Guardians of Eden - Graham Carter
Guardians of Eden is an epic adventure set not in a galaxy far far away or in an imaginary place but in the context of biblical history. The events of the book are set in the world after the fall but before the flood. It is the time of one of the more mysterious groups in the biblical narrative, the Nephilim, making for an interesting premise for a fantasy novel.
One of the main differences between this and other fantasy novels is its Christian worldview. This is a story where the big problem that the world faces is not the evil Nephilim but sin itself.
While the historical background of the Genesis account is clearly seen in the story, there is a strong mythical vein running through it which helps to retain the fantasy feel. Those looking for unicorns, talking to animals and evil sorcery in their fantasy novel will not be disappointed.
The story is also good at raising some of the big questions of life and faith. Why is there evil in the world? Where is God when I need him? How can I trust God? While the book does not answer them in a systematic way, it is good to have them raised and to see how the author addresses them in the context of the story’s Christian perspective. The subtitle of the book " A quest for the ultimate treasure " Eternal life " raises the bigger question of our future. The story takes the gospel promise of Genesis 3:15 (And I will put enmity between you and the woman, and between your offspring and hers; he will crush your head, and you will strike his heel.) and traces a path towards its ultimate fulfillment in Jesus. It is not an evangelistic tract, but that is not its place as a novel. It is a book that raises questions and gives some answers. It has an epic feel, yet the heart of the problem remains not the villains of the story but sin itself.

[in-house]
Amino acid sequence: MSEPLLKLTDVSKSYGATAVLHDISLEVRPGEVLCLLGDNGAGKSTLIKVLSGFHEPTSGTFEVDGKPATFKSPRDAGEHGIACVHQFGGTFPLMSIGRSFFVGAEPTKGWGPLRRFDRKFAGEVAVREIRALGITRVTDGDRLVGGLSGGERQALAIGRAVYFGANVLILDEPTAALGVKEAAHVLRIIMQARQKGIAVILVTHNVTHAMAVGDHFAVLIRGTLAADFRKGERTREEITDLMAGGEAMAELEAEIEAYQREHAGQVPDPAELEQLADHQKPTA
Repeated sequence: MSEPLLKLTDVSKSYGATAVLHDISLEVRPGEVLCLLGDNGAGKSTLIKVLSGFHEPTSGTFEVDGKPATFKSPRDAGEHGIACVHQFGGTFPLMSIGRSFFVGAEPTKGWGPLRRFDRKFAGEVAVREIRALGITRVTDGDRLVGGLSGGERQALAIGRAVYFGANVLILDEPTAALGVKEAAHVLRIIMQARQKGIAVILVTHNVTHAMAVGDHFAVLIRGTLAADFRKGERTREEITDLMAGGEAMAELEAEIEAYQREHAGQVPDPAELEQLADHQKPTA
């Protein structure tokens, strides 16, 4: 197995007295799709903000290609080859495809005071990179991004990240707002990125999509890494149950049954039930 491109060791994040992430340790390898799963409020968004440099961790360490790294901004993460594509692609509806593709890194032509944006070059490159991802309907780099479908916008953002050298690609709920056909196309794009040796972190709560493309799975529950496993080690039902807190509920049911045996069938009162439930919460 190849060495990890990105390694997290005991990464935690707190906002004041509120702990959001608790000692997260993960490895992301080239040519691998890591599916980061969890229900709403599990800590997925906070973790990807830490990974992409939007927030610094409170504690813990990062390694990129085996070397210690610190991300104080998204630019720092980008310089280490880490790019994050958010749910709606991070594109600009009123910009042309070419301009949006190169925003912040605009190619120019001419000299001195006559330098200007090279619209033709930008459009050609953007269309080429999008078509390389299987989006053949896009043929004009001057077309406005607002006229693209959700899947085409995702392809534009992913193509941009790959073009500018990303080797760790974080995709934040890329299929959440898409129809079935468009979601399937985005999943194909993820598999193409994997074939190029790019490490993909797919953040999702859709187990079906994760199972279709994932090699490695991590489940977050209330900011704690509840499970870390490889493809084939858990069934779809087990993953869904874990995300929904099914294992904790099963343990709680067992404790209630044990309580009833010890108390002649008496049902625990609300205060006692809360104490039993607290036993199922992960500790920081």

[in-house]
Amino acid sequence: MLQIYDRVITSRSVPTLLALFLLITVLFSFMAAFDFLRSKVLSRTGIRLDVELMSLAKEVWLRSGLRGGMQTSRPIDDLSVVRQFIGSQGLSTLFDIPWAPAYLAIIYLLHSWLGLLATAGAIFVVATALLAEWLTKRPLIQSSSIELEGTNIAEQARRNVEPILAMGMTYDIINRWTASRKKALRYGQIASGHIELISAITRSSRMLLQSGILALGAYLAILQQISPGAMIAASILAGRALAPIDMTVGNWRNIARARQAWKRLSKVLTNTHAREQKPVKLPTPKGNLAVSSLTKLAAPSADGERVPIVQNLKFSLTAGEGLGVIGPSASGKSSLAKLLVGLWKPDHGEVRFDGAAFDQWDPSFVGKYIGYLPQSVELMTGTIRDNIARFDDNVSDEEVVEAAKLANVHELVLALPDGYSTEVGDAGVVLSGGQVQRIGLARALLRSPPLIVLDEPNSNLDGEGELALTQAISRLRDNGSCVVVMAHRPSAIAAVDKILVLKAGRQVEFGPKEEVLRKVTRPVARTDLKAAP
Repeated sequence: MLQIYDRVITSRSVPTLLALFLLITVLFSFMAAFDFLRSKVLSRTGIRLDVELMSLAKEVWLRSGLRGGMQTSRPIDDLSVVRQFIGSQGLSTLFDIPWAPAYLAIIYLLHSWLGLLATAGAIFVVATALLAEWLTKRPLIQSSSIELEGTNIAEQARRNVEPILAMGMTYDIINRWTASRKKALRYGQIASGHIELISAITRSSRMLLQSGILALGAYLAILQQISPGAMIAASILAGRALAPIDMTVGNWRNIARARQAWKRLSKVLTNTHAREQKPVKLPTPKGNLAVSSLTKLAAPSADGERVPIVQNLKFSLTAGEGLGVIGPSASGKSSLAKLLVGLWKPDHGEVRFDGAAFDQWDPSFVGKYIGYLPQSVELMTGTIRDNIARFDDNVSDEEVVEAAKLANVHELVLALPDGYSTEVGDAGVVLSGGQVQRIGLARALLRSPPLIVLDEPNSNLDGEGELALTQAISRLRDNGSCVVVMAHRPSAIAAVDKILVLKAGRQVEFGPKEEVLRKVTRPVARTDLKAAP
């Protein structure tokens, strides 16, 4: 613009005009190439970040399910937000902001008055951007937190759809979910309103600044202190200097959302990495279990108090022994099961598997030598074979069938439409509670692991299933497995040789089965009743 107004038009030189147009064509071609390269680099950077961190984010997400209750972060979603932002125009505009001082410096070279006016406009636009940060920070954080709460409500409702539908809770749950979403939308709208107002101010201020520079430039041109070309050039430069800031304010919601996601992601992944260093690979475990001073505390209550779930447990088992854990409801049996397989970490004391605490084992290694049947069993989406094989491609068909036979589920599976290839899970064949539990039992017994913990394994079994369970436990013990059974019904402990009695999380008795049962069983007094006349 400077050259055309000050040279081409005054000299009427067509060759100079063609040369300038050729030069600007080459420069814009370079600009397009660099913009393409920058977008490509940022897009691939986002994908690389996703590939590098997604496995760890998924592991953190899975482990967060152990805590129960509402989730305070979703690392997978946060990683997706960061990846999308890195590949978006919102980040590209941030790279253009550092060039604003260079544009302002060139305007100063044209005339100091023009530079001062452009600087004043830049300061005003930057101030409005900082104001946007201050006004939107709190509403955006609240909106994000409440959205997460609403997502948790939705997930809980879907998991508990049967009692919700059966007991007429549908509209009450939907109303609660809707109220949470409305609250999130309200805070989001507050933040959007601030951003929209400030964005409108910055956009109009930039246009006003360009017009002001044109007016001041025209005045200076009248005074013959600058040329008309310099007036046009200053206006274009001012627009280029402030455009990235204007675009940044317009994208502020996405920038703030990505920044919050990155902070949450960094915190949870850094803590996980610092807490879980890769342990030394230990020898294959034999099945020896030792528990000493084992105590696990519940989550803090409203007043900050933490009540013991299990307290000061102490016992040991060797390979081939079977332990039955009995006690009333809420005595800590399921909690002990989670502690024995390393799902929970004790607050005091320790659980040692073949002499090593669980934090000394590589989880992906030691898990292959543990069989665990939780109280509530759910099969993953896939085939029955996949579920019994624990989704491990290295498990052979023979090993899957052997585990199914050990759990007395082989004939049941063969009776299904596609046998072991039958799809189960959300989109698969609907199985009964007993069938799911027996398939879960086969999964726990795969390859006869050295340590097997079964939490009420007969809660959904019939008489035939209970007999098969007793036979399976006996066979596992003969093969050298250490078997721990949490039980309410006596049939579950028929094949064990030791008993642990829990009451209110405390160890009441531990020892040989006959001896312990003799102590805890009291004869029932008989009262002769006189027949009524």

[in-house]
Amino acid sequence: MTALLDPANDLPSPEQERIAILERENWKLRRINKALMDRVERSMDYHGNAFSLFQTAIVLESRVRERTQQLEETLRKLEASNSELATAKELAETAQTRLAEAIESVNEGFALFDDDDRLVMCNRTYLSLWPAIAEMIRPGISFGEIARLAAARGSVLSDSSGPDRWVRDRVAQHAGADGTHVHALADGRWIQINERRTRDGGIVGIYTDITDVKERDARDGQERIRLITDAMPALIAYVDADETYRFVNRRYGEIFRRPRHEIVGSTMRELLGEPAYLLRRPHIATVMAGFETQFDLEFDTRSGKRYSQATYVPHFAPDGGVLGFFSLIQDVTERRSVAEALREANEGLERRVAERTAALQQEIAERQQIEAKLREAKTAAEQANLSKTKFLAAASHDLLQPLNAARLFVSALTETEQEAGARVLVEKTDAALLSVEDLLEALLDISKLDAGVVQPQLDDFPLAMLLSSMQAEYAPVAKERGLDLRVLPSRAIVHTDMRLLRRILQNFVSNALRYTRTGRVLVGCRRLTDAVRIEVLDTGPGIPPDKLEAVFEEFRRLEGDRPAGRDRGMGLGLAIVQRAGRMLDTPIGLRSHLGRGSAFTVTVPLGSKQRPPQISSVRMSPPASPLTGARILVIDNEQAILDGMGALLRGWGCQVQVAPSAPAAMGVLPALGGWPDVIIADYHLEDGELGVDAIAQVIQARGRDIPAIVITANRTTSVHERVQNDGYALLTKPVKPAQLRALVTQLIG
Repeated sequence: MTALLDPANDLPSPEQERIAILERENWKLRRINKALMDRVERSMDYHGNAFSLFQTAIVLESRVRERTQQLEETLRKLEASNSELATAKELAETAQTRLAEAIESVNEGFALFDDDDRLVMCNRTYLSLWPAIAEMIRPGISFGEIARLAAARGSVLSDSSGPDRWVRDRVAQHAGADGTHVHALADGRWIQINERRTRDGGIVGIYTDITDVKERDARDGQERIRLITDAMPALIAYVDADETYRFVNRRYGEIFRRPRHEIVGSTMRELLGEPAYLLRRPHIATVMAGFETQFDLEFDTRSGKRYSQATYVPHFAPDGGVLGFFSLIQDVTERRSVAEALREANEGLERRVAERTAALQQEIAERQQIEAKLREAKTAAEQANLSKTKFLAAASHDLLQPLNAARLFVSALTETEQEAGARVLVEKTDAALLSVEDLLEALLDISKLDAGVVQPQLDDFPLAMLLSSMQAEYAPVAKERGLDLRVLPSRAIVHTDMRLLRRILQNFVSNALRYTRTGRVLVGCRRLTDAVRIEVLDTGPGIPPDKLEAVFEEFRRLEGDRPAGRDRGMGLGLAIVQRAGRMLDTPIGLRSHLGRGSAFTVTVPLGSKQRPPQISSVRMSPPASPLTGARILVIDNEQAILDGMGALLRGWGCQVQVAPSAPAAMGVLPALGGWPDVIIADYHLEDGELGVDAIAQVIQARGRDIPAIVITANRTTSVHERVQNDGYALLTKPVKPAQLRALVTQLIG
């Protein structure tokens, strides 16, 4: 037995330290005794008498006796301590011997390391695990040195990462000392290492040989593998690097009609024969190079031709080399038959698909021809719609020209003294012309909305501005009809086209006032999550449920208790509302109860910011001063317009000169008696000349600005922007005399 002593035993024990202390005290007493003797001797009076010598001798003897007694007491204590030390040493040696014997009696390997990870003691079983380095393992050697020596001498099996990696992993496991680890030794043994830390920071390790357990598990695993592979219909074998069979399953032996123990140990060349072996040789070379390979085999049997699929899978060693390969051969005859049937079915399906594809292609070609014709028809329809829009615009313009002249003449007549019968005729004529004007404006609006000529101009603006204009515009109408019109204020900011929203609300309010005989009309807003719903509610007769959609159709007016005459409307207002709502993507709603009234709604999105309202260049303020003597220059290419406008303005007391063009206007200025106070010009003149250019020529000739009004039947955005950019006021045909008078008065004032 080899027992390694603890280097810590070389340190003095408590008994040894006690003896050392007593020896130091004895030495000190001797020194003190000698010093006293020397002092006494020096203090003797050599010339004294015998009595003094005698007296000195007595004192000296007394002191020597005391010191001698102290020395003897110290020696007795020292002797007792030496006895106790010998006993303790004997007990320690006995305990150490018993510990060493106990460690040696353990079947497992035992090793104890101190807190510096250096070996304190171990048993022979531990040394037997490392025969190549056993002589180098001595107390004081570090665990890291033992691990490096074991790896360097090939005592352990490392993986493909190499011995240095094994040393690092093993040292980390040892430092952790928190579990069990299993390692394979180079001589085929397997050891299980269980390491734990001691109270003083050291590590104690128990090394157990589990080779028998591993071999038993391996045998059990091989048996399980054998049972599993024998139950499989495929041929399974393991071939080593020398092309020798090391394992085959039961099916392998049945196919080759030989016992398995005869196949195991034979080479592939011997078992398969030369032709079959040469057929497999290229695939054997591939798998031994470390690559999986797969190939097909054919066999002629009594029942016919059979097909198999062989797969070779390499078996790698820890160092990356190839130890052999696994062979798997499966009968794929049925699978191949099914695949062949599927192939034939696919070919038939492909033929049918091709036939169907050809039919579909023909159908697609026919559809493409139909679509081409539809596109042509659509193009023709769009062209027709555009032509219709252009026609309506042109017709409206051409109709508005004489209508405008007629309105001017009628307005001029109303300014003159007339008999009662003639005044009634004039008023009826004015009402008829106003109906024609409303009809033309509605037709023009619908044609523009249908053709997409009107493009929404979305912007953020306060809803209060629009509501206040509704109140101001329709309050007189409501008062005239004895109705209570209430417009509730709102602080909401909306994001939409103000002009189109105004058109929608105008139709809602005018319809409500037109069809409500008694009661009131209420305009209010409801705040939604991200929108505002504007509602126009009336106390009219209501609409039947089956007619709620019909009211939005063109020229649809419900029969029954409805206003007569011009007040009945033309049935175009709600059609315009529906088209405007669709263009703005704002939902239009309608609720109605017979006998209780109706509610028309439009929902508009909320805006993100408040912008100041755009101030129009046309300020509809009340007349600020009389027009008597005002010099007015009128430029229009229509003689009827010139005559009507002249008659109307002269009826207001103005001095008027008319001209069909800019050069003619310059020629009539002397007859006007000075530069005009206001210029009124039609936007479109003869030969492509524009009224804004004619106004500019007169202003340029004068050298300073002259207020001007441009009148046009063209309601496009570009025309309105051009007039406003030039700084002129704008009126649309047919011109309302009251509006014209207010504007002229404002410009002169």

This book has its limitations as a Christian resource since it is a work of fiction but I would recommend it to anyone who enjoys reading fantasy novels or tales of epic adventure. It would certainly be a good novel for young Christians to read. For those who are not Christians, it might also raise some of the big questions of life and faith. Overall, a good light read.